Caffeine - How much is too much?

Caffeine, found in numerous beverages and even food products, helps many of us to keep us awake throughout the day. Approximately 81% of the US population consumes caffeine on a regular basis.


What is Caffeine?

Caffeine occurs naturally in coffee beans, tea leaves, cocoa beans, kola nuts and added to many foods and beverages such as caffeinated soda and energy drinks. Caffeine stimulates the central nervous system (CNS) and in moderation results in alertness, raising energy levels and heart rate. Thus, it is the most commonly consumed psychoactive substance worldwide.


How is Caffeine Consumed Around the World?

Here's an overall list (huge variations between the countries) of what are the leading caffeinated drinks around the continents:

  • Africa: Tea (black) and carbonated soda (non-cola-type)

  • Asia and the Pacific: Tea (black, green and other) and carbonated soda (cola-type)

  • Europe: Coffee and carbonated soft drinks (cola-type) Coffee drinkers: Netherlands, Finland, Sweden Tea drinkers: Ireland, Turkey, UK, Latvia

  • Latin America and Caribbean: Carbonated soda (mostly cola-type) and coffee (mostly fresh-brewed)

  • North America: Coffee (Fresh-brewed) and carbonated sodas


Safety?

In general, up to 400 mg caffeine/day is considered to be safe for most healthy adults which is equivalent to:

  • 5 shots of espresso

  • 1 Starbucks Venti brewed coffee

  • 2.5 x 500 mL Monster Energy Drinks

  • 5 x 250 mL Red Bulls

  • 12 x 350 mL Cokes


Other recommendations

  • Indonesia and New Zealand: <250-300 mg/day for pregnant women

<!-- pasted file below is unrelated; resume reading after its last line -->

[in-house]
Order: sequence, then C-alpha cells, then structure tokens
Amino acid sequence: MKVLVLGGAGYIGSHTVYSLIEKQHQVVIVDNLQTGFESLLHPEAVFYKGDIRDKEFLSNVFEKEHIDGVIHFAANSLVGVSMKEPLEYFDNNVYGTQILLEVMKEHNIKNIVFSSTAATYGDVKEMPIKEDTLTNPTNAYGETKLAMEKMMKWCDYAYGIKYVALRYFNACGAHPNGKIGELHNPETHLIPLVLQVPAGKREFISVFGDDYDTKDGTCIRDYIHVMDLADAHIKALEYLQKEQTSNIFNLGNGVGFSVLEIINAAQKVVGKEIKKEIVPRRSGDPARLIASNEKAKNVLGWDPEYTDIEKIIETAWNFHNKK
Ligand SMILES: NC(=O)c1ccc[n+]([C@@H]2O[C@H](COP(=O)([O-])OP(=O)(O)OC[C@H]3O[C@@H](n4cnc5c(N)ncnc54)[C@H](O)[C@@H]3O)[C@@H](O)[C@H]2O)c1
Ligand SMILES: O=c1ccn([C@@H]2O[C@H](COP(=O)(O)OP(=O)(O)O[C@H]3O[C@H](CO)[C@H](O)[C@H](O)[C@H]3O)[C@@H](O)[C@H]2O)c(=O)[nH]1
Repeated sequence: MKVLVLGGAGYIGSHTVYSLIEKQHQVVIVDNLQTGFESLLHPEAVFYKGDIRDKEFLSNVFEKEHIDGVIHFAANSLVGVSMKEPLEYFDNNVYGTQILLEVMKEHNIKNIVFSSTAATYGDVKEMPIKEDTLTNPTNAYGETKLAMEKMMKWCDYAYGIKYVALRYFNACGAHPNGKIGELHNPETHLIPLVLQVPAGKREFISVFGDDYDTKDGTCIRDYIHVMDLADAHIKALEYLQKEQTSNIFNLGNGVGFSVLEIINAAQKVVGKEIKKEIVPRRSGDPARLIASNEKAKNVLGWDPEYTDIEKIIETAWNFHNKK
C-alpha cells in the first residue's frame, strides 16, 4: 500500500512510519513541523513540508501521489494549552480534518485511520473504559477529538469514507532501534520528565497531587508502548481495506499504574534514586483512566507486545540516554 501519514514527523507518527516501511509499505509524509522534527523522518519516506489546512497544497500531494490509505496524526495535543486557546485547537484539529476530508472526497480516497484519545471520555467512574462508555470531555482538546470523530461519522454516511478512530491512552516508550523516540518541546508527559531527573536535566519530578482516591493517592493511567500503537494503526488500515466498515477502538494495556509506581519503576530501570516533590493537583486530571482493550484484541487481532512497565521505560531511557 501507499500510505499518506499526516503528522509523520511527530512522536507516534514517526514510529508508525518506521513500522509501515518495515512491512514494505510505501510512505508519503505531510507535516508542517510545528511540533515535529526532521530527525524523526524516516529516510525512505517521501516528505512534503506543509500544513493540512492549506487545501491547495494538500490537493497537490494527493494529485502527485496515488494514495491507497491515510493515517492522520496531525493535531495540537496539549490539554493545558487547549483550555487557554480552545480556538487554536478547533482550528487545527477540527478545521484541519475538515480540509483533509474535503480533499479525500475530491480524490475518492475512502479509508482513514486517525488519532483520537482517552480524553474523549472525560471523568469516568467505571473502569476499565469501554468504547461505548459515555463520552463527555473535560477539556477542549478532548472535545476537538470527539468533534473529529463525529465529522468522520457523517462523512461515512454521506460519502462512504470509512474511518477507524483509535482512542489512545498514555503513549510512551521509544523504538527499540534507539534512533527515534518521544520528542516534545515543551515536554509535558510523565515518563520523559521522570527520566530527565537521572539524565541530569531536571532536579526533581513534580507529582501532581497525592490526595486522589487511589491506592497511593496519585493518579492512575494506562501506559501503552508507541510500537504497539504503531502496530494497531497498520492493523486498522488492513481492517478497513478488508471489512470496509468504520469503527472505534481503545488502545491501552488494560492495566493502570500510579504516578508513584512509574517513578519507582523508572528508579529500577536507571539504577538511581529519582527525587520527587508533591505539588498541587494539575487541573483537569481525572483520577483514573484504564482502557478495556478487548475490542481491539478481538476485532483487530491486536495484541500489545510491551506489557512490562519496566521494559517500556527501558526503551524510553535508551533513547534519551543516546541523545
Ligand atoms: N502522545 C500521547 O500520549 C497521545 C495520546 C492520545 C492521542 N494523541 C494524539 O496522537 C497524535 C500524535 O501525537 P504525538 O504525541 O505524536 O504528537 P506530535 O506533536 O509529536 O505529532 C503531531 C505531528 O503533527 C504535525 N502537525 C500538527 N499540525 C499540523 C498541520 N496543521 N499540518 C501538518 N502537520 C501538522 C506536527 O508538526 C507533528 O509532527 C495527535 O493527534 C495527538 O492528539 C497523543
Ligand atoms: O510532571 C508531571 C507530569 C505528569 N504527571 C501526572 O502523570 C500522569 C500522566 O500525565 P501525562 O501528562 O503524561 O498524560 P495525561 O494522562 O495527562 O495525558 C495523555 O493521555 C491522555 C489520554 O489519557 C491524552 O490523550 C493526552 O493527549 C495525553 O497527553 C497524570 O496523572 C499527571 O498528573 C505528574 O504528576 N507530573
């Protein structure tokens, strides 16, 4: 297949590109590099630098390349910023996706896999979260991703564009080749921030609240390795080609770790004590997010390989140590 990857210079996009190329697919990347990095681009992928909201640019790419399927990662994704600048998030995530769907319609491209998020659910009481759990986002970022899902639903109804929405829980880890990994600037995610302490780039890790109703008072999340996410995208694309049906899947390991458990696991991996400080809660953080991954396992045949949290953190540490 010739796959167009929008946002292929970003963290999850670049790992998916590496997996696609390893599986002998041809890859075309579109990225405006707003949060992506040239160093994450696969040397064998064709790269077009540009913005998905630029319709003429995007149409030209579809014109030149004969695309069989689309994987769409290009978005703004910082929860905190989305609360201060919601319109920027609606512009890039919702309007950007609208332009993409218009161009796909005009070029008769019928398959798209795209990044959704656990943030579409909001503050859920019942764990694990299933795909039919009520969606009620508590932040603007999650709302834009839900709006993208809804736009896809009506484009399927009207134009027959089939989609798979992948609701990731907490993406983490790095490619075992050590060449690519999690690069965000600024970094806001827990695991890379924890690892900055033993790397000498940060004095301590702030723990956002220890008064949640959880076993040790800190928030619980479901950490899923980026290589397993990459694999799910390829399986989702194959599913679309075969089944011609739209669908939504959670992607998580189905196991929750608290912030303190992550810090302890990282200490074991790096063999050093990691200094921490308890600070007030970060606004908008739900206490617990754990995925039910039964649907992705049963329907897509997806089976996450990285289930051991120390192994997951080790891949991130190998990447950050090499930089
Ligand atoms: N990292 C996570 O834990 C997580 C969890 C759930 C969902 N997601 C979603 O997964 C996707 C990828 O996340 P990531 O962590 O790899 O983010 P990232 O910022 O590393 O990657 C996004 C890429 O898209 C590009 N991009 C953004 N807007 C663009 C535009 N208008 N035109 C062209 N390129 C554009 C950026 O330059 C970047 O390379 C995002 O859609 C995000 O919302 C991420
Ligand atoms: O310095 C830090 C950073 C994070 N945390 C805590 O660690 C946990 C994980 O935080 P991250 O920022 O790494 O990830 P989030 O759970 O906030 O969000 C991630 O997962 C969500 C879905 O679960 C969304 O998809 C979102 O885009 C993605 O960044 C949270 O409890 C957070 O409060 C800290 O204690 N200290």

• Albania, Belgium, Denmark, Ireland, Latvia and Romania: <200 - 300 mg/day for pregnant and lactating women

  • Canada and America: <300 mg/day for pregnant and breastfeeding women

  • New Zealand: <300 mg/day for older people due to bone health

  • Portugal: <300 mg/day for healthy people

  • Netherlands: recommends daily consumption of 3 cups of green/black tea


The guidelines cannot be applied to everyone as people can have different sensitivities or reactions to caffeine based on age, body weight, medical history and tolerance.


Age

As children and adolescents are smaller than adults, a lower amount can lead to side effects such as headaches, insomnia, jitteriness and increased blood pressure.


Another concern may not be the caffeine content but rather the empty calories and high sugar content that often comes along with the caffeinated drink. For instance, a single can of coke alone provides 140 kcal and 39 g of sugar. A Starbucks grande caramel frappuccino coffee has a whopping 420 kcal and 66 g of sugar.


The European Food Safety Authority (EFSA) states that 3 mg of caffeine per kg of body weight is safe for children and adolescents.

  • US: no guidelines

  • Canada: <2.5 mg/kg body weight day (equivalent to 1 can of coke)


Medical History

Those with heart conditions, oversensitive to caffeine and pregnant/nursing women may want to limit their caffeine consumption as it can have adverse health implications.


High doses of caffeine can temporarily increase your heart rate and blood pressure. However, the link between caffeine and heart conditions remains controversial and it has been suggested that moderate consumption is not linked to cardiovascular disease (CVD).


Some evidence suggests that higher caffeine intake may be associated with a higher risk of pregnancy loss and lower birth weight baby. However, a review found that moderate to high caffeine intake does not increase the risk of congenital malformations, miscarriage or growth retardation.


Small amounts of caffeine can be passed through breast milk and large amounts can make babies restless so it has been recommended to limit caffeine intake to below 200 mg/day. However, a study has shown that it has not affected the sleep patterns in 3 months old babies.